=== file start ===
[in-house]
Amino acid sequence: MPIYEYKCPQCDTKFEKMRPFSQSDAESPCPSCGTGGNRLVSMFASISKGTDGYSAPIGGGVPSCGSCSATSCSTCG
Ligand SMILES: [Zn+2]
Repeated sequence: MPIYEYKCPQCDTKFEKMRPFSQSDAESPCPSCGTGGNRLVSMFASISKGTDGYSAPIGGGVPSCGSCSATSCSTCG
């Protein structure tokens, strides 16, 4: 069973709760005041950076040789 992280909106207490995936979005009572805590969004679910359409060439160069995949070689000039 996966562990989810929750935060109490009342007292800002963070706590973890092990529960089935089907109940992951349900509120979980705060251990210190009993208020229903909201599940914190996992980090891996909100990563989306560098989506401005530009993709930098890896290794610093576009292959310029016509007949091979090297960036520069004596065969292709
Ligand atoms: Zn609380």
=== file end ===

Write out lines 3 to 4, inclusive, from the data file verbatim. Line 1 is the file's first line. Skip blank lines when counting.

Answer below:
Ligand SMILES: [Zn+2]
Repeated sequence: MPIYEYKCPQCDTKFEKMRPFSQSDAESPCPSCGTGGNRLVSMFASISKGTDGYSAPIGGGVPSCGSCSATSCSTCG